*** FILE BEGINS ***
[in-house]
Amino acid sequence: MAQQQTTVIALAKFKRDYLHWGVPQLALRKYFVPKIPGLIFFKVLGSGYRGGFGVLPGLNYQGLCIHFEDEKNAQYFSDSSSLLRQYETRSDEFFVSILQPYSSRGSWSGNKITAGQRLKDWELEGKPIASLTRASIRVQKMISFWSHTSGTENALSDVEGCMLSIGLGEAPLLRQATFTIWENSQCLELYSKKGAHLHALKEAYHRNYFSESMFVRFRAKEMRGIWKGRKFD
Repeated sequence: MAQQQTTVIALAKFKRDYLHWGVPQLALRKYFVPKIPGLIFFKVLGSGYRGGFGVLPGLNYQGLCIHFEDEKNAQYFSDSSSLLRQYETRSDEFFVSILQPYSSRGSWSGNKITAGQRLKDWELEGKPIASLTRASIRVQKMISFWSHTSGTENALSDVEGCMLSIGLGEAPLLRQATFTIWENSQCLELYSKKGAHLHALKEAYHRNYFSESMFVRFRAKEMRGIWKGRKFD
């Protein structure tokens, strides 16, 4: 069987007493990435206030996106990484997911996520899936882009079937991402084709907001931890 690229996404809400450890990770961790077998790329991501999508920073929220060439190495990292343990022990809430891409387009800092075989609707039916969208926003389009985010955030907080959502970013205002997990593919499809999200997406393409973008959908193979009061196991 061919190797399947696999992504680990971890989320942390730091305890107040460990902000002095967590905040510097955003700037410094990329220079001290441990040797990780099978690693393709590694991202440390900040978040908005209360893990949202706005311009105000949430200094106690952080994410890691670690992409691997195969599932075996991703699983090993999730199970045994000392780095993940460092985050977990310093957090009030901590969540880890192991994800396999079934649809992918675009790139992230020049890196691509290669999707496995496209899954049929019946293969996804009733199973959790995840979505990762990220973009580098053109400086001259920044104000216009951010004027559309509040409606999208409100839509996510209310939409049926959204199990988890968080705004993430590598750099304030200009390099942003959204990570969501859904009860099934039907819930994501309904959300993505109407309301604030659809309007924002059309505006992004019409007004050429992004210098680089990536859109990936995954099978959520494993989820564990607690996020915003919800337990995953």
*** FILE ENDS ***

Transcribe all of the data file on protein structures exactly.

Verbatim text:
[in-house]
Amino acid sequence: MAQQQTTVIALAKFKRDYLHWGVPQLALRKYFVPKIPGLIFFKVLGSGYRGGFGVLPGLNYQGLCIHFEDEKNAQYFSDSSSLLRQYETRSDEFFVSILQPYSSRGSWSGNKITAGQRLKDWELEGKPIASLTRASIRVQKMISFWSHTSGTENALSDVEGCMLSIGLGEAPLLRQATFTIWENSQCLELYSKKGAHLHALKEAYHRNYFSESMFVRFRAKEMRGIWKGRKFD
Repeated sequence: MAQQQTTVIALAKFKRDYLHWGVPQLALRKYFVPKIPGLIFFKVLGSGYRGGFGVLPGLNYQGLCIHFEDEKNAQYFSDSSSLLRQYETRSDEFFVSILQPYSSRGSWSGNKITAGQRLKDWELEGKPIASLTRASIRVQKMISFWSHTSGTENALSDVEGCMLSIGLGEAPLLRQATFTIWENSQCLELYSKKGAHLHALKEAYHRNYFSESMFVRFRAKEMRGIWKGRKFD
């Protein structure tokens, strides 16, 4: 069987007493990435206030996106990484997911996520899936882009079937991402084709907001931890 690229996404809400450890990770961790077998790329991501999508920073929220060439190495990292343990022990809430891409387009800092075989609707039916969208926003389009985010955030907080959502970013205002997990593919499809999200997406393409973008959908193979009061196991 061919190797399947696999992504680990971890989320942390730091305890107040460990902000002095967590905040510097955003700037410094990329220079001290441990040797990780099978690693393709590694991202440390900040978040908005209360893990949202706005311009105000949430200094106690952080994410890691670690992409691997195969599932075996991703699983090993999730199970045994000392780095993940460092985050977990310093957090009030901590969540880890192991994800396999079934649809992918675009790139992230020049890196691509290669999707496995496209899954049929019946293969996804009733199973959790995840979505990762990220973009580098053109400086001259920044104000216009951010004027559309509040409606999208409100839509996510209310939409049926959204199990988890968080705004993430590598750099304030200009390099942003959204990570969501859904009860099934039907819930994501309904959300993505109407309301604030659809309007924002059309505006992004019409007004050429992004210098680089990536859109990936995954099978959520494993989820564990607690996020915003919800337990995953």